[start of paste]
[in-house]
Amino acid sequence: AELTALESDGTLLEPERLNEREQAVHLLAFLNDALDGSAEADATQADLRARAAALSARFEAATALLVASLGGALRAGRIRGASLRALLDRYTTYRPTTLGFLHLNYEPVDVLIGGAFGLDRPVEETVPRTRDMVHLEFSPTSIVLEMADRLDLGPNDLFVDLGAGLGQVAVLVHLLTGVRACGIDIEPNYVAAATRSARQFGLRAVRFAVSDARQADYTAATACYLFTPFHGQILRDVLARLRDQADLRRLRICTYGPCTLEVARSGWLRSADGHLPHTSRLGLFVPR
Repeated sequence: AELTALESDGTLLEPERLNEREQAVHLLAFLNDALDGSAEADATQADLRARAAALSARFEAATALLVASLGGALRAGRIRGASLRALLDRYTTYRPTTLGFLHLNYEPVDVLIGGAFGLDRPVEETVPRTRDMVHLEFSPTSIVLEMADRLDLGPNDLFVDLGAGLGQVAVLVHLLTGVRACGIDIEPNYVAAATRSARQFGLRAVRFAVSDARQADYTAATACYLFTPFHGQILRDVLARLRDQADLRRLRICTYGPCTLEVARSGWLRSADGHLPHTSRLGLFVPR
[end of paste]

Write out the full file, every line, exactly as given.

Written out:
[in-house]
Amino acid sequence: AELTALESDGTLLEPERLNEREQAVHLLAFLNDALDGSAEADATQADLRARAAALSARFEAATALLVASLGGALRAGRIRGASLRALLDRYTTYRPTTLGFLHLNYEPVDVLIGGAFGLDRPVEETVPRTRDMVHLEFSPTSIVLEMADRLDLGPNDLFVDLGAGLGQVAVLVHLLTGVRACGIDIEPNYVAAATRSARQFGLRAVRFAVSDARQADYTAATACYLFTPFHGQILRDVLARLRDQADLRRLRICTYGPCTLEVARSGWLRSADGHLPHTSRLGLFVPR
Repeated sequence: AELTALESDGTLLEPERLNEREQAVHLLAFLNDALDGSAEADATQADLRARAAALSARFEAATALLVASLGGALRAGRIRGASLRALLDRYTTYRPTTLGFLHLNYEPVDVLIGGAFGLDRPVEETVPRTRDMVHLEFSPTSIVLEMADRLDLGPNDLFVDLGAGLGQVAVLVHLLTGVRACGIDIEPNYVAAATRSARQFGLRAVRFAVSDARQADYTAATACYLFTPFHGQILRDVLARLRDQADLRRLRICTYGPCTLEVARSGWLRSADGHLPHTSRLGLFVPR